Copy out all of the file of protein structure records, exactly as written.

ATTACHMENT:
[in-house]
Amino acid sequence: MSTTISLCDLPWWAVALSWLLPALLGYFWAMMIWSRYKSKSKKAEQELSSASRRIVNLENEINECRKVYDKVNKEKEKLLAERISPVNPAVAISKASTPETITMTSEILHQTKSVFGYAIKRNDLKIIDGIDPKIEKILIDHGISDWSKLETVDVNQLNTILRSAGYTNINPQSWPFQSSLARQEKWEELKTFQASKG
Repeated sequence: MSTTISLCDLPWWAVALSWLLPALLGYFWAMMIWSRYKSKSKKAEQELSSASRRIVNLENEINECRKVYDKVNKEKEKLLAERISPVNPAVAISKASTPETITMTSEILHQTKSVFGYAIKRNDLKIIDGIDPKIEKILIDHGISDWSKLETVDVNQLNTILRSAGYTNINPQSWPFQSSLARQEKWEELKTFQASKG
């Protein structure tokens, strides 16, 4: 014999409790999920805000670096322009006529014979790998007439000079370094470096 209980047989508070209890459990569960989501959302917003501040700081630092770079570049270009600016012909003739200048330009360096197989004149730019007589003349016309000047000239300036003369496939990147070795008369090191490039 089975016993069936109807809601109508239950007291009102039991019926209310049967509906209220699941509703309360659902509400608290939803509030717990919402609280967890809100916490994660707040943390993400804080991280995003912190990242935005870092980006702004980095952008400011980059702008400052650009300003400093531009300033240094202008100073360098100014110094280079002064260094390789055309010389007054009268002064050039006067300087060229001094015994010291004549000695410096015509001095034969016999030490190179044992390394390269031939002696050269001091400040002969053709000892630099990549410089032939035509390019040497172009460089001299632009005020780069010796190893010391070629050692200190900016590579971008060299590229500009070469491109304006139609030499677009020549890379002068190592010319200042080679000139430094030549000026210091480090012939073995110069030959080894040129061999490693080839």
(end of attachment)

[in-house]
Amino acid sequence: MSTTISLCDLPWWAVALSWLLPALLGYFWAMMIWSRYKSKSKKAEQELSSASRRIVNLENEINECRKVYDKVNKEKEKLLAERISPVNPAVAISKASTPETITMTSEILHQTKSVFGYAIKRNDLKIIDGIDPKIEKILIDHGISDWSKLETVDVNQLNTILRSAGYTNINPQSWPFQSSLARQEKWEELKTFQASKG
Repeated sequence: MSTTISLCDLPWWAVALSWLLPALLGYFWAMMIWSRYKSKSKKAEQELSSASRRIVNLENEINECRKVYDKVNKEKEKLLAERISPVNPAVAISKASTPETITMTSEILHQTKSVFGYAIKRNDLKIIDGIDPKIEKILIDHGISDWSKLETVDVNQLNTILRSAGYTNINPQSWPFQSSLARQEKWEELKTFQASKG
């Protein structure tokens, strides 16, 4: 014999409790999920805000670096322009006529014979790998007439000079370094470096 209980047989508070209890459990569960989501959302917003501040700081630092770079570049270009600016012909003739200048330009360096197989004149730019007589003349016309000047000239300036003369496939990147070795008369090191490039 089975016993069936109807809601109508239950007291009102039991019926209310049967509906209220699941509703309360659902509400608290939803509030717990919402609280967890809100916490994660707040943390993400804080991280995003912190990242935005870092980006702004980095952008400011980059702008400052650009300003400093531009300033240094202008100073360098100014110094280079002064260094390789055309010389007054009268002064050039006067300087060229001094015994010291004549000695410096015509001095034969016999030490190179044992390394390269031939002696050269001091400040002969053709000892630099990549410089032939035509390019040497172009460089001299632009005020780069010796190893010391070629050692200190900016590579971008060299590229500009070469491109304006139609030499677009020549890379002068190592010319200042080679000139430094030549000026210091480090012939073995110069030959080894040129061999490693080839």